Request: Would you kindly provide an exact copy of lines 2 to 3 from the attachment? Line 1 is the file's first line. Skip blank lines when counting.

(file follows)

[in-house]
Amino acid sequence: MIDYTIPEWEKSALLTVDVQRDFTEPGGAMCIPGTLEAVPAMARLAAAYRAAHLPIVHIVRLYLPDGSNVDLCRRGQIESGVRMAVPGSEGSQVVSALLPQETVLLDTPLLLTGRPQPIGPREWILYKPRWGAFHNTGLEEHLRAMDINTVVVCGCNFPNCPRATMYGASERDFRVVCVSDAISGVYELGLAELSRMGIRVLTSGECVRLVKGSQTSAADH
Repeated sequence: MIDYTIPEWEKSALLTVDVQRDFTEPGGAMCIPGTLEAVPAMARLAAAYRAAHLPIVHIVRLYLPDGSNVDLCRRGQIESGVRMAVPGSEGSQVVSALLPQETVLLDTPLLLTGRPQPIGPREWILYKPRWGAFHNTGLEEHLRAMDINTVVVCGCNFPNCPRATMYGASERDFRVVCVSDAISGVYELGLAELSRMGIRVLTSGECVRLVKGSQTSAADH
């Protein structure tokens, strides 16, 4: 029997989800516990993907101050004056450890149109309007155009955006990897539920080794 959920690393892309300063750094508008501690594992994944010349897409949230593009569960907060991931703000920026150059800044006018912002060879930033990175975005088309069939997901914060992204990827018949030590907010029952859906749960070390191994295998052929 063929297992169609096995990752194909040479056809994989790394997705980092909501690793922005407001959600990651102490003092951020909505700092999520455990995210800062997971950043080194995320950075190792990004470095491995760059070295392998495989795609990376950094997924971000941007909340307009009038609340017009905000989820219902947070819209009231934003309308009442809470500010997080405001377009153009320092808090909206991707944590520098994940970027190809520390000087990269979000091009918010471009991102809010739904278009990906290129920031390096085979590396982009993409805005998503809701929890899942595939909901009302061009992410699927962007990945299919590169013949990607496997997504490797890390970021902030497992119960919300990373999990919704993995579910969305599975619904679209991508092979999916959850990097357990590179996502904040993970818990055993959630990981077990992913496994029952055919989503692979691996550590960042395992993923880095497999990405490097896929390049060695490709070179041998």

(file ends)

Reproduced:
Amino acid sequence: MIDYTIPEWEKSALLTVDVQRDFTEPGGAMCIPGTLEAVPAMARLAAAYRAAHLPIVHIVRLYLPDGSNVDLCRRGQIESGVRMAVPGSEGSQVVSALLPQETVLLDTPLLLTGRPQPIGPREWILYKPRWGAFHNTGLEEHLRAMDINTVVVCGCNFPNCPRATMYGASERDFRVVCVSDAISGVYELGLAELSRMGIRVLTSGECVRLVKGSQTSAADH
Repeated sequence: MIDYTIPEWEKSALLTVDVQRDFTEPGGAMCIPGTLEAVPAMARLAAAYRAAHLPIVHIVRLYLPDGSNVDLCRRGQIESGVRMAVPGSEGSQVVSALLPQETVLLDTPLLLTGRPQPIGPREWILYKPRWGAFHNTGLEEHLRAMDINTVVVCGCNFPNCPRATMYGASERDFRVVCVSDAISGVYELGLAELSRMGIRVLTSGECVRLVKGSQTSAADH